Portumna Abbey

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Portumna Abbey
Mainistir Phort Omna
PortumnaFriary.jpg
Ruins of the abbey church
Portumna Abbey is located in Ireland
Portumna Abbey
Location within Ireland
Monastery information
Other namesPortomna; Portompria
OrderCistercian Order (1254–1414?)
Dominican Order (1426–1711)
Established1254; refounded 1426, 1640
Disestablishedc. 1582, 1698, 1711
Mother houseDunbrody Abbey (Cistercian era)
DioceseClonfert
People
Founder(s)Murchad Ó Madáin (1426)
Important associated figuresAmbrose Ó Madadhan
Richard Ó Madadhan
Anthony McHugo
Ulick Burke, 3rd Earl of Clanricarde
Patrick Sarsfield, 1st Earl of Lucan
Architecture
StatusInactive
StyleLate Gothic
Site
LocationPortumna Demesne, Portumna, County Galway
Coordinates53°05′10″N 8°13′03″W / 53.086087°N 8.217617°W / 53.086087; -8.217617Coordinates: 53°05′10″N 8°13′03″W / 53.086087°N 8.217617°W / 53.086087; -8.217617
Visible remainsabbey church, cloister
Public accessyes
Official namePortumna Abbey
Reference no.461

Portumna Abbey is a medieval Cistercian (and later Dominican) friary and National Monument located in Portumna, Ireland.[1][2][3][4]

Location[edit]

Portumna Abbey is located 500 metres (550 yd) south of Portumna town centre, immediately east of Portumna Castle and on the north edge of Lough Derg.[5][6][7][8]

History[edit]

A chapel dedicated to Saints Peter and Paul was founded by Cistercian monks in 1254, dependent on Dunbrody Abbey, County Wexford.

The Cistercian foundation declined and was replaced with a Dominican friary dedicated to Saint Mary Assumed into Heaven, Peter and Paul, founded in 1426 by Murchad Ó Madáin of the powerful O'Madden lords of Síol Anmchadha.[9]

Portumna was dissolved c. 1582 and granted to Ulick Burke, 3rd Earl of Clanricarde.[10][11]

The friary was reestablished in 1640, with Ambrose Ó Madadhan the first prior. Richard Ó Madadhan was prior in 1691, when the friars were forced to flee after the Battle of Aughrim. Anthony McHugo was the prior when the Dominicans were formally expelled on 1 May 1698. Some remained and by the early 18th century they had reoccupied the priory. McHugo died there on 24 July 1711. The friars continued to live in the area, at Boula and at Gortanumera up to the 19th century.[12]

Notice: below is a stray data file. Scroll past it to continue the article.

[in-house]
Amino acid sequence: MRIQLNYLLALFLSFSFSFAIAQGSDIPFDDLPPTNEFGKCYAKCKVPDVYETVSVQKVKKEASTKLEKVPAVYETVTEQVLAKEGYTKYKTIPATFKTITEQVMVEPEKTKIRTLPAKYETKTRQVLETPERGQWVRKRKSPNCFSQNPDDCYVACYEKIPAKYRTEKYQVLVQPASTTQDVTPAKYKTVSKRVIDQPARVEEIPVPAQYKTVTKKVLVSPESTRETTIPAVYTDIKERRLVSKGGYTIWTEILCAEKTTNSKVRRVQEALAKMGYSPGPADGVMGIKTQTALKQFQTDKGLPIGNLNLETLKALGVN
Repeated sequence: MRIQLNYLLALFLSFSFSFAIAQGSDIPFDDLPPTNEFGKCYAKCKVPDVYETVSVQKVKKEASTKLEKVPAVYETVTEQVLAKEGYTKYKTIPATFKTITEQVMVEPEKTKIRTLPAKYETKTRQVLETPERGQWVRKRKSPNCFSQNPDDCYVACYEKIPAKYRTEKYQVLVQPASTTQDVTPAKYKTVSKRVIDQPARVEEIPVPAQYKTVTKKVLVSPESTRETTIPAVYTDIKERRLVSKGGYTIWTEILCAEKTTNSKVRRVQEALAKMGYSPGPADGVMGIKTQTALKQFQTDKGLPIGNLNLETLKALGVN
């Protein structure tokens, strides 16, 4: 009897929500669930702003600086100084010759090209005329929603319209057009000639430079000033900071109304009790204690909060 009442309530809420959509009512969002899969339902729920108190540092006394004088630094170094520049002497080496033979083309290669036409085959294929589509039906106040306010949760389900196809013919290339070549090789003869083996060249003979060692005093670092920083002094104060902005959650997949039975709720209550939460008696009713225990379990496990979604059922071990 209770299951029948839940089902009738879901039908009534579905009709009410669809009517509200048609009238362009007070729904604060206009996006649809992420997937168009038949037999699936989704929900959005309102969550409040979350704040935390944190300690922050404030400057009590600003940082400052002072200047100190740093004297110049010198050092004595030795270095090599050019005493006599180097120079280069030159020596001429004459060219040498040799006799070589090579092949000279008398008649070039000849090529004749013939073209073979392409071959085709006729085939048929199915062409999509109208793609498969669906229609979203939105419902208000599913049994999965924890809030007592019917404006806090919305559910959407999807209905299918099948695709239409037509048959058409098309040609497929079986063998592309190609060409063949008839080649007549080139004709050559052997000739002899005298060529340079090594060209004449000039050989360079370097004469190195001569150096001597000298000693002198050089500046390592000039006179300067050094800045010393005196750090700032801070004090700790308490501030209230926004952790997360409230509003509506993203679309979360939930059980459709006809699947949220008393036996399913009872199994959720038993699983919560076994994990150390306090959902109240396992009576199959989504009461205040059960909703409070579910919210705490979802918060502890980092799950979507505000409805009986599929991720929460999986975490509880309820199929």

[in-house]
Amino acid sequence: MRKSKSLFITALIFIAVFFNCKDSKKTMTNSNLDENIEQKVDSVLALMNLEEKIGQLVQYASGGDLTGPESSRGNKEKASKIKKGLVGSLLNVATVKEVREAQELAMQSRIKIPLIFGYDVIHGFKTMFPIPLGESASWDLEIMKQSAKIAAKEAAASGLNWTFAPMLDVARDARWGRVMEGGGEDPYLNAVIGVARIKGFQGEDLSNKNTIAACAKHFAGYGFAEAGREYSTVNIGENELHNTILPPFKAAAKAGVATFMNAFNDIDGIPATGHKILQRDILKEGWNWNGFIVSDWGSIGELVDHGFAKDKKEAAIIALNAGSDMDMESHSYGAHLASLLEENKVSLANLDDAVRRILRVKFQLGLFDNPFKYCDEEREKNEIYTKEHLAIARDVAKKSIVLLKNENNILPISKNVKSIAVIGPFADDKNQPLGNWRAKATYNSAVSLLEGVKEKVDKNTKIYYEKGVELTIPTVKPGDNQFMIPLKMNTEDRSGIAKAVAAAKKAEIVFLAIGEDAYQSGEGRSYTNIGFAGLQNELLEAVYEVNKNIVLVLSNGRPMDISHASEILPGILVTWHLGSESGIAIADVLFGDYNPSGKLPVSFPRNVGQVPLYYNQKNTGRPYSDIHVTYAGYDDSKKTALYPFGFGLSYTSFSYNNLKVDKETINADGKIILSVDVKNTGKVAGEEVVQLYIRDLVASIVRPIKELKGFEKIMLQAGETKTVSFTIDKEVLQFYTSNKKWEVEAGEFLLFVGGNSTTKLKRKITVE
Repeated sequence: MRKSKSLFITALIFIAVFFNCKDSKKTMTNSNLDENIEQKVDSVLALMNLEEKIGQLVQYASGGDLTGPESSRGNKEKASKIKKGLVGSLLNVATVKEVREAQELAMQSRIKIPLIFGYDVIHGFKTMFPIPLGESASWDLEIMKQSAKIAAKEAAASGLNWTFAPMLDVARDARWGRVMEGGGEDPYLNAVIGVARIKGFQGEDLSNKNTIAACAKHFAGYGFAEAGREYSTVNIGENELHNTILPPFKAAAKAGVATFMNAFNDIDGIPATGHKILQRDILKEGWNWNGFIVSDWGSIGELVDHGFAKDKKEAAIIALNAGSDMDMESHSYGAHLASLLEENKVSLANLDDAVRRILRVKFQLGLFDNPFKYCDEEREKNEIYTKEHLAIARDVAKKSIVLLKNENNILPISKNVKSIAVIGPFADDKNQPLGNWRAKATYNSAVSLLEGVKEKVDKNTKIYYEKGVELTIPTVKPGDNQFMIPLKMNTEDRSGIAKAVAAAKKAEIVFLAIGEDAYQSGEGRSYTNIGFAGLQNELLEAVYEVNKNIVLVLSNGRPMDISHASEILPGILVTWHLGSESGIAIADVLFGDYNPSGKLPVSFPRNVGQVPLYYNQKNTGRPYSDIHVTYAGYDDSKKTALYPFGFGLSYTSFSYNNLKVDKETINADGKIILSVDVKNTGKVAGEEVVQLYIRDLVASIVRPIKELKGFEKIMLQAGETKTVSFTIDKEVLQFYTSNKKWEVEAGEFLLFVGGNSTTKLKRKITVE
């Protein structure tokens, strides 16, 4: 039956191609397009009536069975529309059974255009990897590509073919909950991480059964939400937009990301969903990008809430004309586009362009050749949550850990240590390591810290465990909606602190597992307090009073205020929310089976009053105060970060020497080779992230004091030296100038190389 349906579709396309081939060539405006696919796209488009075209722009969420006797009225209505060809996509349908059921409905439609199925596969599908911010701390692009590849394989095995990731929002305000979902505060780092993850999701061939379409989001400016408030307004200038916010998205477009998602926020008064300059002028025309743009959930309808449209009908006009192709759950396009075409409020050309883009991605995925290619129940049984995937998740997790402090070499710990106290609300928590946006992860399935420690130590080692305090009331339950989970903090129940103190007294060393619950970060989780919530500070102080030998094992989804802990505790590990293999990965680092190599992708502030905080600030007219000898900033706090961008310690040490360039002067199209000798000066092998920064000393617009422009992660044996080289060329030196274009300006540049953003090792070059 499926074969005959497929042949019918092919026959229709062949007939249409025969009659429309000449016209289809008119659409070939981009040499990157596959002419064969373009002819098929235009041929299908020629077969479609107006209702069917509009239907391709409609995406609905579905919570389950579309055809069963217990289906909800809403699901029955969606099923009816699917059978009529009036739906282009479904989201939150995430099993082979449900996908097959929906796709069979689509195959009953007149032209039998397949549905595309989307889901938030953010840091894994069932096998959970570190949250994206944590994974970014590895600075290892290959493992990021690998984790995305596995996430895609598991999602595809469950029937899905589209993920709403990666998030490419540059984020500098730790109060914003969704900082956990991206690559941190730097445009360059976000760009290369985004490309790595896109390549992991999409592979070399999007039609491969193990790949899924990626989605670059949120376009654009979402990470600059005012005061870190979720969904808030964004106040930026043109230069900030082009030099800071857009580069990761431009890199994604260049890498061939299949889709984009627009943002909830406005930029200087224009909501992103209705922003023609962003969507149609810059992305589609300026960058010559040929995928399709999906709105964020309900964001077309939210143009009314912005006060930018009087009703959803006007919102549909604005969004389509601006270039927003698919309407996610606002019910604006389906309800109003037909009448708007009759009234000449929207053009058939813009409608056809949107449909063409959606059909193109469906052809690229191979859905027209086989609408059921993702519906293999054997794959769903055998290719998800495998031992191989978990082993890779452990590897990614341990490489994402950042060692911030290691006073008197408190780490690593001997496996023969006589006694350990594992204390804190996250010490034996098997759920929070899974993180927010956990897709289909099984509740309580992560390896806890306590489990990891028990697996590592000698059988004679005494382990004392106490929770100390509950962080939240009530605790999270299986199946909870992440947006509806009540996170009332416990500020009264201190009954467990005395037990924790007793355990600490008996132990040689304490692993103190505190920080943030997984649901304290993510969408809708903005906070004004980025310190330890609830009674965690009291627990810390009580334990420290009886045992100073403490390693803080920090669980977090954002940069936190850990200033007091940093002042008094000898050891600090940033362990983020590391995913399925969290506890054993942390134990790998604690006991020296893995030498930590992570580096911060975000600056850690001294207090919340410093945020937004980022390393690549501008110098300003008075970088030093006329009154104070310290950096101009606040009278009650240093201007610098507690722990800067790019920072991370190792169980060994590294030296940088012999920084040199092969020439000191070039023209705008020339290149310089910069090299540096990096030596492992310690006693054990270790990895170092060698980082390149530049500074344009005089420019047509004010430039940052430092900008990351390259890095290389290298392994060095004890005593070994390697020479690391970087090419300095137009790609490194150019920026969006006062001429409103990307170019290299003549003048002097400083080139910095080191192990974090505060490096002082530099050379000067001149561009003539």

Part of the monastery was used as a Church of Ireland church in 1631. Patrick Sarsfield, 1st Earl of Lucan married Honora Burke here on 9 January 1689, in the midst of the War of the Two Kings.[13]

The choir was the local Church of Ireland place of worship between 1762 and 1810.[14]

Buildings[edit]

The east window with intricate tracery

The church is 35 m (115 ft) long with nave and chancel separated by a tower. There is a large collection of medieval graveslabs and memorial plaques, and a piscinal.

On the northside is a cloister and sacristy, with some of the arcade reconstructed.[15]

References[edit]

  1. ^ "Wild Geese Heritage Museum and Library, Portumna, Co. Galway, Ireland - Portumna Abbey". indigo.ie.
  2. ^ "Portumna Abbey". dúchas.ie.
  3. ^ Travel, D. K. (1 February 2013). "Back Roads Ireland". Dorling Kindersley Limited – via Google Books.
  4. ^ Leask, Harold Graham (31 March 2018). "Irish Churches and Monastic Buildings". Dundalgan Press – via Google Books.
  5. ^ "abbey ruins - Picture of Portumna Castle, Portumna - TripAdvisor". www.tripadvisor.ie.
  6. ^ Salter, Mike (31 March 2018). "Abbeys and Friaries of Ireland". Folly Publications – via Google Books.
  7. ^ Crowl, Philip Axtell (31 March 1990). "The Intelligent Traveller's Guide to Historic Ireland". Contemporary Books – via Google Books.
  8. ^ Harbison, Peter (1 May 1975). "Guide to the national monuments in the Republic of Ireland: including a selection of other monuments not in state care". Gill & Macmillan – via Google Books.
  9. ^ http://portumna.galway-ireland.ie/portumna-abbey.htm
  10. ^ "Portumna, Portumna Ireland, Portumna Galway Ireland". portumna.galway-ireland.ie.
  11. ^ Fenning, Hugh (31 March 1972). "The undoing of the friars of Ireland: a study of the novitiate question in the eighteenth century". Publications universitaíres de Louvain – via Google Books.
  12. ^ "Portumna Abbey".
  13. ^ "Portumna Friary, Co Galway - Secret Ireland". www.secret-ireland.com.
  14. ^ "The Parliamentary Gazetteer of Ireland: Adapted to the New Poor-law, Franchise, Municipal and Ecclesiastical Arrangements, and Compiled with a Special Reference to the Lines of Railroad and Canal Communication, as Existing in 1814-45". A. Fullarton and Company. 31 March 2018 – via Google Books.
  15. ^ http://www.megalithicireland.com/Portumna%20Friary,%20Galway.html

External links[edit]